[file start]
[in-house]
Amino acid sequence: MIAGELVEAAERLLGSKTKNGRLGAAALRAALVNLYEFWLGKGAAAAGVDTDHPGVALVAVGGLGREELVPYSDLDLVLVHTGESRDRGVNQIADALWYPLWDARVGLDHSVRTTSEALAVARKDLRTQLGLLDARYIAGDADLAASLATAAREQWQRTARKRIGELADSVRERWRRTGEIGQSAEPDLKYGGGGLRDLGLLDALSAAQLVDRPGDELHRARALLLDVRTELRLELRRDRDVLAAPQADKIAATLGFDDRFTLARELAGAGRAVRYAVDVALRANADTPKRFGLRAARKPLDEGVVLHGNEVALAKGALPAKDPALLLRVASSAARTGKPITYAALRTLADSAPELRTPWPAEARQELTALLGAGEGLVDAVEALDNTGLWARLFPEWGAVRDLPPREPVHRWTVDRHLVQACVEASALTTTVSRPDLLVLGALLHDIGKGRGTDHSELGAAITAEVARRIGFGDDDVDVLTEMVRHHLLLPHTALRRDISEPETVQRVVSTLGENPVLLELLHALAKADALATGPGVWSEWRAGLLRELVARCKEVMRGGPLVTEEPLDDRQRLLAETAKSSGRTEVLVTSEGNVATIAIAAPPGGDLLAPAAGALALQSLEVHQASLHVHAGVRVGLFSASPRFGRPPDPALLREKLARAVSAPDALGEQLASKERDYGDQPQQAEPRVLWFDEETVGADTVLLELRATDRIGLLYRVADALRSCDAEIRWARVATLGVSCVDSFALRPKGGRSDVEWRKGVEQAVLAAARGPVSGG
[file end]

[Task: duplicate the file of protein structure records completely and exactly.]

[in-house]
Amino acid sequence: MIAGELVEAAERLLGSKTKNGRLGAAALRAALVNLYEFWLGKGAAAAGVDTDHPGVALVAVGGLGREELVPYSDLDLVLVHTGESRDRGVNQIADALWYPLWDARVGLDHSVRTTSEALAVARKDLRTQLGLLDARYIAGDADLAASLATAAREQWQRTARKRIGELADSVRERWRRTGEIGQSAEPDLKYGGGGLRDLGLLDALSAAQLVDRPGDELHRARALLLDVRTELRLELRRDRDVLAAPQADKIAATLGFDDRFTLARELAGAGRAVRYAVDVALRANADTPKRFGLRAARKPLDEGVVLHGNEVALAKGALPAKDPALLLRVASSAARTGKPITYAALRTLADSAPELRTPWPAEARQELTALLGAGEGLVDAVEALDNTGLWARLFPEWGAVRDLPPREPVHRWTVDRHLVQACVEASALTTTVSRPDLLVLGALLHDIGKGRGTDHSELGAAITAEVARRIGFGDDDVDVLTEMVRHHLLLPHTALRRDISEPETVQRVVSTLGENPVLLELLHALAKADALATGPGVWSEWRAGLLRELVARCKEVMRGGPLVTEEPLDDRQRLLAETAKSSGRTEVLVTSEGNVATIAIAAPPGGDLLAPAAGALALQSLEVHQASLHVHAGVRVGLFSASPRFGRPPDPALLREKLARAVSAPDALGEQLASKERDYGDQPQQAEPRVLWFDEETVGADTVLLELRATDRIGLLYRVADALRSCDAEIRWARVATLGVSCVDSFALRPKGGRSDVEWRKGVEQAVLAAARGPVSGG